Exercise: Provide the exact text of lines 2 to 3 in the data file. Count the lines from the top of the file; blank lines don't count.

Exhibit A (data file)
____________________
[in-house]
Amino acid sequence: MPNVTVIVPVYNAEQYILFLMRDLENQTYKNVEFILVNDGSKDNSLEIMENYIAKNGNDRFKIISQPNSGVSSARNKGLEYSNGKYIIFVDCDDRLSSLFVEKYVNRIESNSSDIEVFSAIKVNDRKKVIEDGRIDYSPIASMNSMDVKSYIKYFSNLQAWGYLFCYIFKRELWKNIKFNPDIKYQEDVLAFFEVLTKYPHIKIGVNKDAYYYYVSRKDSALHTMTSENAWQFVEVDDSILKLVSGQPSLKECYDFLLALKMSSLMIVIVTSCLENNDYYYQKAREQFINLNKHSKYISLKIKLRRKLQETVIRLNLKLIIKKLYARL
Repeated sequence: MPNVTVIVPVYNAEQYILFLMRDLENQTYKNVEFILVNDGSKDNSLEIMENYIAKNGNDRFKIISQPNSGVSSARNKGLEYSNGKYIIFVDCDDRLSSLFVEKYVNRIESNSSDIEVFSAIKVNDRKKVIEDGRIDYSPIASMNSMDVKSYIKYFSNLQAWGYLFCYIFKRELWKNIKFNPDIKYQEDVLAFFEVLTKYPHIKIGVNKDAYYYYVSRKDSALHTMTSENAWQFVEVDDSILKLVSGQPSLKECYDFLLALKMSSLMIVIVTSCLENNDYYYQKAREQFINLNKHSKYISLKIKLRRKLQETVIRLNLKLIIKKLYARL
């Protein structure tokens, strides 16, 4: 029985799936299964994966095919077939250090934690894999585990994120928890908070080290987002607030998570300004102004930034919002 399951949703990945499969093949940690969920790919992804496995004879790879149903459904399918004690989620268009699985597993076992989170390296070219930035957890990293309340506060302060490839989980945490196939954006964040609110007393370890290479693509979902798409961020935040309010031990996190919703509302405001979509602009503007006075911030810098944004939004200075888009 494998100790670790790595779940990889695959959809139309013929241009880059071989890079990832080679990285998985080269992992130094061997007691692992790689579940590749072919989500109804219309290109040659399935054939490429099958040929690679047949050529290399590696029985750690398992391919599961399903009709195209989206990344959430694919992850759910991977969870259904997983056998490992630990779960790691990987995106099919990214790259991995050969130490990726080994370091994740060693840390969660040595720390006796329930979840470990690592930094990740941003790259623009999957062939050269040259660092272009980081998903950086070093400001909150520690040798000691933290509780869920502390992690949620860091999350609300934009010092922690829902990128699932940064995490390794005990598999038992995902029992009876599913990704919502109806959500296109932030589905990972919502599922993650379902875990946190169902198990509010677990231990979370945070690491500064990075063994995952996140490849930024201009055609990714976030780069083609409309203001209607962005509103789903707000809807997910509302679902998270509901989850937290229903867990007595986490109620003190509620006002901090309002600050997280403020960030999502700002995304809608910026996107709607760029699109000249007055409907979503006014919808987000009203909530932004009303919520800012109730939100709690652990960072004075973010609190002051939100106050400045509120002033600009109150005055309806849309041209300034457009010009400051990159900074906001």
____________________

Amino acid sequence: MPNVTVIVPVYNAEQYILFLMRDLENQTYKNVEFILVNDGSKDNSLEIMENYIAKNGNDRFKIISQPNSGVSSARNKGLEYSNGKYIIFVDCDDRLSSLFVEKYVNRIESNSSDIEVFSAIKVNDRKKVIEDGRIDYSPIASMNSMDVKSYIKYFSNLQAWGYLFCYIFKRELWKNIKFNPDIKYQEDVLAFFEVLTKYPHIKIGVNKDAYYYYVSRKDSALHTMTSENAWQFVEVDDSILKLVSGQPSLKECYDFLLALKMSSLMIVIVTSCLENNDYYYQKAREQFINLNKHSKYISLKIKLRRKLQETVIRLNLKLIIKKLYARL
Repeated sequence: MPNVTVIVPVYNAEQYILFLMRDLENQTYKNVEFILVNDGSKDNSLEIMENYIAKNGNDRFKIISQPNSGVSSARNKGLEYSNGKYIIFVDCDDRLSSLFVEKYVNRIESNSSDIEVFSAIKVNDRKKVIEDGRIDYSPIASMNSMDVKSYIKYFSNLQAWGYLFCYIFKRELWKNIKFNPDIKYQEDVLAFFEVLTKYPHIKIGVNKDAYYYYVSRKDSALHTMTSENAWQFVEVDDSILKLVSGQPSLKECYDFLLALKMSSLMIVIVTSCLENNDYYYQKAREQFINLNKHSKYISLKIKLRRKLQETVIRLNLKLIIKKLYARL